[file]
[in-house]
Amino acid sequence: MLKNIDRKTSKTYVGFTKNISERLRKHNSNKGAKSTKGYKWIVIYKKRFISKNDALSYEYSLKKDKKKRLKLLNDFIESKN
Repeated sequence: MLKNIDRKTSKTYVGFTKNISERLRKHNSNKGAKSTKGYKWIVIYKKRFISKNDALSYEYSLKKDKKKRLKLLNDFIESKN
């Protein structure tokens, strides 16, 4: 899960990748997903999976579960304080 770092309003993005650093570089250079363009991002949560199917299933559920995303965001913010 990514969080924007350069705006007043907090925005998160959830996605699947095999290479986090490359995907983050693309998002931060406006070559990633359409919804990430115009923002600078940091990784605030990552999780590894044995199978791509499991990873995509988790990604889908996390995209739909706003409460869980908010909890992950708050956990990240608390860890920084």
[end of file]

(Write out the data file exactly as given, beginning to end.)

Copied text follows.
[in-house]
Amino acid sequence: MLKNIDRKTSKTYVGFTKNISERLRKHNSNKGAKSTKGYKWIVIYKKRFISKNDALSYEYSLKKDKKKRLKLLNDFIESKN
Repeated sequence: MLKNIDRKTSKTYVGFTKNISERLRKHNSNKGAKSTKGYKWIVIYKKRFISKNDALSYEYSLKKDKKKRLKLLNDFIESKN
């Protein structure tokens, strides 16, 4: 899960990748997903999976579960304080 770092309003993005650093570089250079363009991002949560199917299933559920995303965001913010 990514969080924007350069705006007043907090925005998160959830996605699947095999290479986090490359995907983050693309998002931060406006070559990633359409919804990430115009923002600078940091990784605030990552999780590894044995199978791509499991990873995509988790990604889908996390995209739909706003409460869980908010909890992950708050956990990240608390860890920084």